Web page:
- Tough solar power (the dial is a solar panel).
- 5-band atomic timekeeping (US, UK, Japan, Germany).
- Water resistant (depth not specified).
- Mineral crystal.
- 34.6mm by 11.5mm, 25g.
- LED backlight.
- World time: 29 time zones, 48 cities.
- 60 minute countdown timer.
- 1 hour stopwatch.
- 12 month power reserve with low-power modes and low-battery warning.
- Casio module 4739 (PDF of manual).
Please read on for the full review.
The watch is cased and banded in matte-finished white plastic with a stainless steel cover for the watch and buttons, and another steel plate for the caseback. The steel is brushed finish, with a polished bezel and edges. Quite nice, and should increase the durability of the watch quite a bit.
Seen here is the LED illumination, provided by an orange-yellow diode at six o’clock. Works well for the hands, and you can read the LCD, too.
The dial is the thing I like most about this Casio. It’s a subtle speckled grey, with sunburst finish in the center section and applied markers. The minutes are indicated on the chapter ring, and the dial text is minimal for a clean, elegant look. If you look closely, there’s also a bit of burnt-orange paint in the center of each marker — almost invisible. Also note how the markers on the bezel compliment the hour markers; this is the sort of in-depth beauty you don’t expect to find on an inexpensive sport watch. Very well done.
I can easily imagine this being an excellent watch for an active woman, as long as she doensn’t require an ultra-formal dress look. In almost any other setting, this watch excels, and with the solar power and radio-set, it defines zero-maintenance. I like how the primarily analog look of the dial understates all of the functions packed into the LCD: timer, alarm, world time, stopwatch.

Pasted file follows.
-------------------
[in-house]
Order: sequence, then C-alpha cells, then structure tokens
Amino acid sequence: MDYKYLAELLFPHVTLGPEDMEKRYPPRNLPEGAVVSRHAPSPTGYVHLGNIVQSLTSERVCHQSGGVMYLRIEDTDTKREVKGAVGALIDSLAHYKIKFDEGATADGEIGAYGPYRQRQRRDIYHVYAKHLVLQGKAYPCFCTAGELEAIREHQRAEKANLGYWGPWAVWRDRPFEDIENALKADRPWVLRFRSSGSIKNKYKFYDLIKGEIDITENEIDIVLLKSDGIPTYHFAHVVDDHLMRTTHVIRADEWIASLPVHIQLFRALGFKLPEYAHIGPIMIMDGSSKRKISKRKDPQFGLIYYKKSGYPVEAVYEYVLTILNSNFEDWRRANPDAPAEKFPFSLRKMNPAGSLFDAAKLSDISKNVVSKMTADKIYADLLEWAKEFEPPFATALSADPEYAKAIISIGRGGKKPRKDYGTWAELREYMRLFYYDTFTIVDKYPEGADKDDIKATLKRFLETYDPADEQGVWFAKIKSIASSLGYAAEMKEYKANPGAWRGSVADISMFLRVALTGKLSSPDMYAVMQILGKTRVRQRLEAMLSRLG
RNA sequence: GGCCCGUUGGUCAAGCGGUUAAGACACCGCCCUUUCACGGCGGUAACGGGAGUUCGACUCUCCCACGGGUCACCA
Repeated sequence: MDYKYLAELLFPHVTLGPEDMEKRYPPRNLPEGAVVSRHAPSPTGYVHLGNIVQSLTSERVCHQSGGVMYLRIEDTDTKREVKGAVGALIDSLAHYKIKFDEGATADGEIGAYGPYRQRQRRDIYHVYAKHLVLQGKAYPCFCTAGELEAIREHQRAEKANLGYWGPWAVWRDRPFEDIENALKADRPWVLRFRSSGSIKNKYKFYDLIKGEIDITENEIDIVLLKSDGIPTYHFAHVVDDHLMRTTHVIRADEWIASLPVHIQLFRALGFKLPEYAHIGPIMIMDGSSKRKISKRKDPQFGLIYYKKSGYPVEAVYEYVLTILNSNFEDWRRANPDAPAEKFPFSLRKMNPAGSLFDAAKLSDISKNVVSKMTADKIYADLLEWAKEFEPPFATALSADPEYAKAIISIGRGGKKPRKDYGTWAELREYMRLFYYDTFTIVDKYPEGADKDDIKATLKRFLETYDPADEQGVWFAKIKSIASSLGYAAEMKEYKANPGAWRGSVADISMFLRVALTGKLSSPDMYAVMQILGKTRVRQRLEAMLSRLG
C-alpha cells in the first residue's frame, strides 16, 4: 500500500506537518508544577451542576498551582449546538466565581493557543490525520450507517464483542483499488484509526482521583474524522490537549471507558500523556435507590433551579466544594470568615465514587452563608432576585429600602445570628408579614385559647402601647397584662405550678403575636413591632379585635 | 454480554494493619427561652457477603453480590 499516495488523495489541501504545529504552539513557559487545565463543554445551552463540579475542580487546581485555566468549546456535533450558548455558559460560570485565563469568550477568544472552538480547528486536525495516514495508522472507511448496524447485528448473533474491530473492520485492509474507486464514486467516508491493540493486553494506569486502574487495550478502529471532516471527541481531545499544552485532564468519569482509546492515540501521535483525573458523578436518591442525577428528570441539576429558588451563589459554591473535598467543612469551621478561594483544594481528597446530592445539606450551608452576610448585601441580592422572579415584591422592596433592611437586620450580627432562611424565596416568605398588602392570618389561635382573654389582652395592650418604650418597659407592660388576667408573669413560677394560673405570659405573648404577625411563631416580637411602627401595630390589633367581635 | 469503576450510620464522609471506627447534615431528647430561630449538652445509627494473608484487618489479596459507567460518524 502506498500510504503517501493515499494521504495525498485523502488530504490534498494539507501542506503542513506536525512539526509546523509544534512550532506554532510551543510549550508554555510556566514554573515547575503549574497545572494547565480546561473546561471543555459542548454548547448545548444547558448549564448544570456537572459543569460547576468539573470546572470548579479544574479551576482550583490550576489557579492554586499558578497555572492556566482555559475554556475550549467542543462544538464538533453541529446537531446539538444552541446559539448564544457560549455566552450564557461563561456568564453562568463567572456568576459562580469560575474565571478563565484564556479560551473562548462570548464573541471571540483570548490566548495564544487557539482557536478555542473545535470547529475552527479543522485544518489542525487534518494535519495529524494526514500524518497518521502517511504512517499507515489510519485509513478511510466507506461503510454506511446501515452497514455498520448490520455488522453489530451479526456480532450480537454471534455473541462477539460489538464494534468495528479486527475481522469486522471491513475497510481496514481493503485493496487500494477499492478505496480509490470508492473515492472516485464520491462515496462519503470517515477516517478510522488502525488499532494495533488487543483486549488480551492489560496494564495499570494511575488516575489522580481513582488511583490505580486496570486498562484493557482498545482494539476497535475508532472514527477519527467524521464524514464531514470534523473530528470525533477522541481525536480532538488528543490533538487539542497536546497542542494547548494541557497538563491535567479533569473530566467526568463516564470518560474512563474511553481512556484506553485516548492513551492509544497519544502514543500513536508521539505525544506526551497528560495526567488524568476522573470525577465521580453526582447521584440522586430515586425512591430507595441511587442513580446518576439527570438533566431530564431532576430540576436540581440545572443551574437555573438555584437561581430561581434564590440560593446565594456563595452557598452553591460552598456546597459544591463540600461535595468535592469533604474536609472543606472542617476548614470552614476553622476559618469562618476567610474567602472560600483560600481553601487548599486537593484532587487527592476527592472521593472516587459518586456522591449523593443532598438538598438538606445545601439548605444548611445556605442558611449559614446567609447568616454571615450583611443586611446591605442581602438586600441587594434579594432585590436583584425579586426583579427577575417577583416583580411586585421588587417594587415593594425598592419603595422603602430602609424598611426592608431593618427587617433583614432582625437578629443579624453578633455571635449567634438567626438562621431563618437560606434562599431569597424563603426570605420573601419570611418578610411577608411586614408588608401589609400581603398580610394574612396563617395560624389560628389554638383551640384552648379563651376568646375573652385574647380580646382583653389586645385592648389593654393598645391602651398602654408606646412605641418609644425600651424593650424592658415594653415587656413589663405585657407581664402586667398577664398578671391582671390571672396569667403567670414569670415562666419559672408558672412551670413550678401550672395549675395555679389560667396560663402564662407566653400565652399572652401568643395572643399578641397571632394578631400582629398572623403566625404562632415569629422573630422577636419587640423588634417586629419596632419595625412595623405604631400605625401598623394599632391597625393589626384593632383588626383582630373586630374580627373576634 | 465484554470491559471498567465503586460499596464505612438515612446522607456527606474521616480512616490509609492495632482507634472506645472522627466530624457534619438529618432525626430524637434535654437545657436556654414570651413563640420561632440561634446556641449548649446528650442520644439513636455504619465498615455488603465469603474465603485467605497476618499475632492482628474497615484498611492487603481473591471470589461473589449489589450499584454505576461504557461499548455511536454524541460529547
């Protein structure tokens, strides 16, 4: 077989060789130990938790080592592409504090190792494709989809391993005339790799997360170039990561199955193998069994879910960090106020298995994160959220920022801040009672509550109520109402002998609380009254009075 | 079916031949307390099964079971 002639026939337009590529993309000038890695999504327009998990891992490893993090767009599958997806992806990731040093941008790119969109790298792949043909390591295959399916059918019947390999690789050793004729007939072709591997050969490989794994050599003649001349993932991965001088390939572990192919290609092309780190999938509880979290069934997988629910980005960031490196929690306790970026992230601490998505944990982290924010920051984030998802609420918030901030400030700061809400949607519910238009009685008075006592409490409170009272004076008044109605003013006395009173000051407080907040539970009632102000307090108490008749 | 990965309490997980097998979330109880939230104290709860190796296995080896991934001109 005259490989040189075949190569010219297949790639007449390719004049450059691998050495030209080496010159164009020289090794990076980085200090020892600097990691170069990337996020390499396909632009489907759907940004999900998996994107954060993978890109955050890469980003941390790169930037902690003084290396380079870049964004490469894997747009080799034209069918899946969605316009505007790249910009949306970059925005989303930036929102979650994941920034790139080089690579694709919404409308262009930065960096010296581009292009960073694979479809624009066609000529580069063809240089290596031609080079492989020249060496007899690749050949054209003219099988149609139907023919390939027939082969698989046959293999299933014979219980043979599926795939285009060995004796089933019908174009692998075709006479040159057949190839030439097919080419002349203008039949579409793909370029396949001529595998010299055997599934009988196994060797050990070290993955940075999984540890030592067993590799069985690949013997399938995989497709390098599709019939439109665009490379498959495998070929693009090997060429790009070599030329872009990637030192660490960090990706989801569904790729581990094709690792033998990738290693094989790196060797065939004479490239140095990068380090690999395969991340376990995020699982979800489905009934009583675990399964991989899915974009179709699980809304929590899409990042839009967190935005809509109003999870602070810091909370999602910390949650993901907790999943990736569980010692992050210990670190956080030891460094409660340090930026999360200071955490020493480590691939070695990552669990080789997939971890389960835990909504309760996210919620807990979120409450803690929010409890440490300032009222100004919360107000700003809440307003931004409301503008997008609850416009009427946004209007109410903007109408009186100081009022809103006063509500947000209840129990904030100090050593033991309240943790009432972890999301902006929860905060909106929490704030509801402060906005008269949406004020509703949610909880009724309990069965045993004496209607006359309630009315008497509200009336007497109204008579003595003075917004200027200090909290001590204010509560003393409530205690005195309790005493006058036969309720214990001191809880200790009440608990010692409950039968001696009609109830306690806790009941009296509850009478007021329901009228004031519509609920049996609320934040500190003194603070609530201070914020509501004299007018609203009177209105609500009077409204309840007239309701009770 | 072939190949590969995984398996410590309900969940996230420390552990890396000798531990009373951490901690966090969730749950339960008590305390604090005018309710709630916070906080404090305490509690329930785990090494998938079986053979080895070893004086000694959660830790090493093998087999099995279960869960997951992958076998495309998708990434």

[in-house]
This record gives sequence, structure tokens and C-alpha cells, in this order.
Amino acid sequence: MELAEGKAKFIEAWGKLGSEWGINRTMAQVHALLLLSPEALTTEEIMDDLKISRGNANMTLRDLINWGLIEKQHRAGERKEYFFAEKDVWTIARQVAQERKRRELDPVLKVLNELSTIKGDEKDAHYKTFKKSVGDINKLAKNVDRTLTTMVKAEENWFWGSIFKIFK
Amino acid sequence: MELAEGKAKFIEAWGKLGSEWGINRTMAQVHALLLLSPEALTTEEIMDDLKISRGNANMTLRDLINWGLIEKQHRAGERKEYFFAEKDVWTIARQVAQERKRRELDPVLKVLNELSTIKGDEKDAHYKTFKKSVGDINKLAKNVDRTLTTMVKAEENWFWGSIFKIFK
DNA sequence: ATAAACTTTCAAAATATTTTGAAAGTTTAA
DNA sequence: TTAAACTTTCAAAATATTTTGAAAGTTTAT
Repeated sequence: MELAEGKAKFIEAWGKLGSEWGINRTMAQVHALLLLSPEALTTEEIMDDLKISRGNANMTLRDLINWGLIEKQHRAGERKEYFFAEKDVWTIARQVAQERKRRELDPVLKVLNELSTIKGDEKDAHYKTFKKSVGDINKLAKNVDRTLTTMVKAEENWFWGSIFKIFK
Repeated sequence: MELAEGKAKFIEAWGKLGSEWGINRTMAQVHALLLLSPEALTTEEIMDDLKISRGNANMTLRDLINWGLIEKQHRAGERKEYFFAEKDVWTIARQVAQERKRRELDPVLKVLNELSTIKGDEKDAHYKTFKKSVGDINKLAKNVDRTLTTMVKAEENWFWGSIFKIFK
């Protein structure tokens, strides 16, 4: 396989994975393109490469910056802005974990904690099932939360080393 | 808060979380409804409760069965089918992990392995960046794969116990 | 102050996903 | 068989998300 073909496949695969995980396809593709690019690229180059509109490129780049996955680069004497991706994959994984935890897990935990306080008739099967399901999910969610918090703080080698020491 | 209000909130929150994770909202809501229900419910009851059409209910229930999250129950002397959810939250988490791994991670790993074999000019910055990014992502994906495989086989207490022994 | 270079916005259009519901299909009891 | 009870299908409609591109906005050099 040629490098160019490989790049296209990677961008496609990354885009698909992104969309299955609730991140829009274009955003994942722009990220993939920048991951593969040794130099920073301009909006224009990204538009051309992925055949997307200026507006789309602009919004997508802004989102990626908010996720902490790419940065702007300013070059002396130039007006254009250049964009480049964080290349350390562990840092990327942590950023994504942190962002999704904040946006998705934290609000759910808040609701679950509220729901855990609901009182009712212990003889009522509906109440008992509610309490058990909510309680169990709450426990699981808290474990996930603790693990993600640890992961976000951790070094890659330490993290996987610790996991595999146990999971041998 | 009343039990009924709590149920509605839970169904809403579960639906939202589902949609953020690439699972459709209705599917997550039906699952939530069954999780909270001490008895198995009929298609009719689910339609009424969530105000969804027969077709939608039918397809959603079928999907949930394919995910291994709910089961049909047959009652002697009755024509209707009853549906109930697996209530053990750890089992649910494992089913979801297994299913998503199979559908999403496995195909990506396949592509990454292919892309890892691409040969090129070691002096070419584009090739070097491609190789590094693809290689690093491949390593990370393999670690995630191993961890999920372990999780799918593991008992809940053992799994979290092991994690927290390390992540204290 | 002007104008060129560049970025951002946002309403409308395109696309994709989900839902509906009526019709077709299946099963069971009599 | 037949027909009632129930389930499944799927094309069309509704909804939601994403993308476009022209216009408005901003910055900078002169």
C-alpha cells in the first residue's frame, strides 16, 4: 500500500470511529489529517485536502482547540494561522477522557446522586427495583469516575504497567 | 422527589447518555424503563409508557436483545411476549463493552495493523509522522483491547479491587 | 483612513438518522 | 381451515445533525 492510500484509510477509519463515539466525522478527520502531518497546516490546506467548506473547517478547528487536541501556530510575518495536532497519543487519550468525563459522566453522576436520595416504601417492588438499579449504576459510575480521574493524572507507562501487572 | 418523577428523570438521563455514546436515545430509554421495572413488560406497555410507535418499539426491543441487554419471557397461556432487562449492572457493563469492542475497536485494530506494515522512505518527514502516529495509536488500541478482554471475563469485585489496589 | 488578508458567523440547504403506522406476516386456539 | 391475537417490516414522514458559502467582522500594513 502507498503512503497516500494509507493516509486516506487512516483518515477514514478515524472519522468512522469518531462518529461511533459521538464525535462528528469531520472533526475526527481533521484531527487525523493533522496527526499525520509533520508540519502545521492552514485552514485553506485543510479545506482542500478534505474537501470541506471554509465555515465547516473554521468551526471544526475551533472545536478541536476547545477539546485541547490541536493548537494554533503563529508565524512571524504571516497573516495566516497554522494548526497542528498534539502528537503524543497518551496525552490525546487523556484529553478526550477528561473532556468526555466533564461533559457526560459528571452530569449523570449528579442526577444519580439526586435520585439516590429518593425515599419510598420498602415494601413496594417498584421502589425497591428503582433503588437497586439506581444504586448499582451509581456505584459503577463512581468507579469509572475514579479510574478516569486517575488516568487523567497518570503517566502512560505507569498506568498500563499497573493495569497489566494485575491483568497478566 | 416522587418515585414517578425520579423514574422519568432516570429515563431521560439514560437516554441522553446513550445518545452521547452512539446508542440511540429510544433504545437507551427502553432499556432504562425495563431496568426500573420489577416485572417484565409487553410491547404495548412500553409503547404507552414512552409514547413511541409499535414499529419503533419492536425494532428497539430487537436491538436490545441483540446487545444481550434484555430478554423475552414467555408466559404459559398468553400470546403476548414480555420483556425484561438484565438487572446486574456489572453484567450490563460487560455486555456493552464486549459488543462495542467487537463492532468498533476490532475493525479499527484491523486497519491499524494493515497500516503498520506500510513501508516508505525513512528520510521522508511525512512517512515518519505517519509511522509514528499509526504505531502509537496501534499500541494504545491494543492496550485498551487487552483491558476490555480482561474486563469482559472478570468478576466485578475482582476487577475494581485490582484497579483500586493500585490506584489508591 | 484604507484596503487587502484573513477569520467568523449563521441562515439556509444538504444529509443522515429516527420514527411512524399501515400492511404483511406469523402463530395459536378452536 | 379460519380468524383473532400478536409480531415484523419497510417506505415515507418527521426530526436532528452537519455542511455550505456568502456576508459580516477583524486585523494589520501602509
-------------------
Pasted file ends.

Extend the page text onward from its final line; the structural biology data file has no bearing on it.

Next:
About the only possible nit is that the LCD is quite small for using while in motion. It’s hard to read on the run, so it’s not optimal for a race if you need to see your lap splits at a glance. Not a big deal, though. If you’re a serious runner, chances are you own a dedicated running watch.
Interestingly, this appears to use standard springbars and strap, so you could change the strap for something else. That’s unusual for Gs, which normally have a custom strap on them. This change is a plus in my mind.
Overall, I think this would make a great gift for the active woman/girl who just wants a no-fuss watch that works for any situation. It’s great to see Casio managing to fit atomic timekeeping and solar power into the smaller cases.
List price on the LWA-M140-7ACF appears to be $160, which is a reasonable premium for the addition of solar power and atomic synchronization.
Our thanks to Casio for the review unit.
By Paul Hubbard